New answers tagged

0

Your approach is how I would it. I share @kurtosis's questions about whether 3m Govt is the correct funding rate for a risk asset (for slightly different reasons); but your method is 100% kosher if you are supposed to use T-Bills here. I would prefer 3m (or 6w) Eurodollar/LIBOR/swap myself; but the difference between this and Bills will likely be a rounding ...


5

Yes, you can just do IGE - SPY if you assume the short finances the long. The Sharpe ratio will be the same whether or not you divide by 2.


1

Yes, your table is correct... the proverbial "catch" is in your assumptions of small gains, with nil volatility. Because volatility is itself the catch with levered strategies in general (and levered ETFs very specifically). Replicate these 1% returns with a 14.14% standard normal deviation, for a thousand, million, billion runs. Your 1% compound ...


0

For a leveraged ETF, with a a leverage of $L$, then the value of the ETF is: $$ \mathrm{ETF}_{t_n} = \mathrm{ETF}_{t_0} \cdot \Pi_{i=1}^{i=n} \left[ 1+L\left(\frac{S_{t_i}}{S_{t_{i-1}}}-1\right) - f \cdot \mathrm{DCF}(t_{i-1}, t_i)\right]$$ where $t_i$ are the dates on which the ETF rebalances to restore the leverage. $f$ is the ETF management fee, and $\...


3

EWMA (and other sort of moving averages) introduces positive autocorrelation into otherwise uncorrelated returns. The fitted values of EWMA are linear combinations of past returns, and the constituent elements of these combinations overlap. Therefore, positive autocorrelation arises. If you have autocorrelated returns to begin with, they would in all ...


2

B. The change in the price of the cheapest-to-deliver behind that future is the key. The 100k is a notional required convention, to allow the future to exist. It has no real relevance in the real world, except in the choice of which bond is the cheapest to deliver for that contract, whose dynamics absolutely set the price for that same contract. The “...


2

Answer B is the closest. You can compute returns for any asset over one period as: $$ r = \frac{\text{change in price} + FV(\text{net cashflows received})}{\text{starting price}}. $$ This basically breaks your returns into capital gains (term 1) and dividend and interest income (term 2). It might seem that you do not have interest income for a bond futures ...


2

Supplemental to copious previous discussion here: all based on this being an interesting, ie thought-provoking, question. The crux of the problem with any asset having a uniform return distribution (as opposed to the standard assumption of normality) is that such an asset with such a distribution in one time horizon would have a very different return ...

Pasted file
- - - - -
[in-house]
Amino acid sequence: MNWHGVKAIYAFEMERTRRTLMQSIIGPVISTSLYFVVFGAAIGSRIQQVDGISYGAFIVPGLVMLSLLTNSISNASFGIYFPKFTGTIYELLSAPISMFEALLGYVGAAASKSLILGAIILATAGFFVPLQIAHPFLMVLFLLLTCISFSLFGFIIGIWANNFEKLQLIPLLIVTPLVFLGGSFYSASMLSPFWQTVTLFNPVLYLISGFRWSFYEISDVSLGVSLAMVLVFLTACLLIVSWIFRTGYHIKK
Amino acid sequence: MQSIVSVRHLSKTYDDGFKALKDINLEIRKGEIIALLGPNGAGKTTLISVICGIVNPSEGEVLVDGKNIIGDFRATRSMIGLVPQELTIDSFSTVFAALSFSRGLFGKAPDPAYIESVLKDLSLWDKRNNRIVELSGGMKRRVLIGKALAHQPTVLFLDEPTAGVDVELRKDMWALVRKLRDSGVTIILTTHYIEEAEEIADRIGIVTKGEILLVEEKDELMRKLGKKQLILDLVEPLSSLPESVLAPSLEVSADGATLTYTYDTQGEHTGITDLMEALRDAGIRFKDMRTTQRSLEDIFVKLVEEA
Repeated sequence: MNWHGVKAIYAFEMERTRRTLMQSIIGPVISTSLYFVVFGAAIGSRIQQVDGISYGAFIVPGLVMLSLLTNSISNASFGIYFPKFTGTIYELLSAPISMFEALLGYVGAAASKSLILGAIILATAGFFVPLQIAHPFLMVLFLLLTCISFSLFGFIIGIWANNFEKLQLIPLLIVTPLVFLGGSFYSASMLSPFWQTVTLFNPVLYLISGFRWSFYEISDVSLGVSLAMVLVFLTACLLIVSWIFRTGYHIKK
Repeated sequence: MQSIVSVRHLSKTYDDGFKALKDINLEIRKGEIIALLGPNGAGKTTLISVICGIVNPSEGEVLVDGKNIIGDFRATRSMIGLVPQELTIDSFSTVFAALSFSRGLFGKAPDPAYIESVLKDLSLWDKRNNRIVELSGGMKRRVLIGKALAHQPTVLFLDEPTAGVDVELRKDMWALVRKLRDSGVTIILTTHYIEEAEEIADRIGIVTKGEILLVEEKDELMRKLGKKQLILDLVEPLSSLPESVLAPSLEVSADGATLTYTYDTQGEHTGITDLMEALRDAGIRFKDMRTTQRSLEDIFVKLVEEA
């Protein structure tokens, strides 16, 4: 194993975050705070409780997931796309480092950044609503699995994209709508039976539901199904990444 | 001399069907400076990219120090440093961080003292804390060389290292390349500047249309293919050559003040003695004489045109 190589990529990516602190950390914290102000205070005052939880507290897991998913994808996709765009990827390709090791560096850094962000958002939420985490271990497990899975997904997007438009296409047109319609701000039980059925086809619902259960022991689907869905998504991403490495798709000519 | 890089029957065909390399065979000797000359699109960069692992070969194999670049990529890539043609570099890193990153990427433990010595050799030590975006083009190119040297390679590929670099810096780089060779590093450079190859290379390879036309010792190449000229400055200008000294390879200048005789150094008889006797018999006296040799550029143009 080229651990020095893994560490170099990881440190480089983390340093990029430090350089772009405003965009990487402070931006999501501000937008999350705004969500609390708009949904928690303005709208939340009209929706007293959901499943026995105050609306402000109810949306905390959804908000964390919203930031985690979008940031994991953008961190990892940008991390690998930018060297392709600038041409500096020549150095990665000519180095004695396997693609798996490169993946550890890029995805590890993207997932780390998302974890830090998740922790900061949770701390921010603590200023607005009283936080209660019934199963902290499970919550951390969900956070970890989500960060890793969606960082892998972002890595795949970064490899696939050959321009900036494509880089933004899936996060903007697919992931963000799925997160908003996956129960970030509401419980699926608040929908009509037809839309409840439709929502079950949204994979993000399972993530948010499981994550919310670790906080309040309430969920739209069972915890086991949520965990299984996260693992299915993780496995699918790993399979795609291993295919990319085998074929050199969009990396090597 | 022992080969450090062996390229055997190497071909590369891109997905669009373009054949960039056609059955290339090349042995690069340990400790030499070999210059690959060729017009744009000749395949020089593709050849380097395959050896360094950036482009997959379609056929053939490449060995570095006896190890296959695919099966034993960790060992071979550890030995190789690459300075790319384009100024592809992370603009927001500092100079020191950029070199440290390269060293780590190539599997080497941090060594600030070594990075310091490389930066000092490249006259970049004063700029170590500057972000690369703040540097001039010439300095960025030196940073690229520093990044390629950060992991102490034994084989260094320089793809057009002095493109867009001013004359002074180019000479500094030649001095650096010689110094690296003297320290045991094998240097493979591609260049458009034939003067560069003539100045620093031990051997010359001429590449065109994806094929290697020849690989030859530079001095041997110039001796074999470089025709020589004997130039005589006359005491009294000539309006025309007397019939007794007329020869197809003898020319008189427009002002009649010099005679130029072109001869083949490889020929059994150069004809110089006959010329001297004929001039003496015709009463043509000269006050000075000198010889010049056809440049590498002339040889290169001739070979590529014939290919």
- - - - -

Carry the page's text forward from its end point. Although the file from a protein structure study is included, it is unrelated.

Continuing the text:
2

This does not pretend to be a complete answer to the question posed (but that question is not itself, to my mind, completely posed ;-) I'm just struck by how it resonates with the whole topic of "path dependency risk". This topic naturally captures a multitude of investment "sins". The most obvious of which is the sequencing of returns if ...


2

Such assets do not exist due to market efficiency: people would trade such assets until the price was near the expected value which would tend to yield more returns near 0 and fewer returns that were larger in magnitude. Thus such a distribution is in no way an ideal. The effect of market efficiency also renders your other questions moot. Even if that did ...


1

You can use the adjusted close price; it is far better than using unadjusted prices and having your strategy tell you to short a stock on its ex-dividend days. The bigger issue is using closing prices -- adjusted or unadjusted. Closing prices are determined by an auction and the presence of your order in the auction will change the auction price. Furthermore,...


0

Tautolotigally, a stock holder receives the dividend if they're the stock holder of record on the record date. Even if your trading strategy assumes that you will put on some position at the beginning of the day and then always flatten before the close, keeping no risk overnight, whatever information is contained in the return series assumes that somebody ...


1

To "draw" random returns samples from the assets' distribution, you first download empirical price data for $N$ assets, convert them to returns then collect into matrix form, and then take subsets of these empirical multivariate returns data $m$ times. After running the mean-variance model on each of these $m$ Monte Carlo simulations, you average ...


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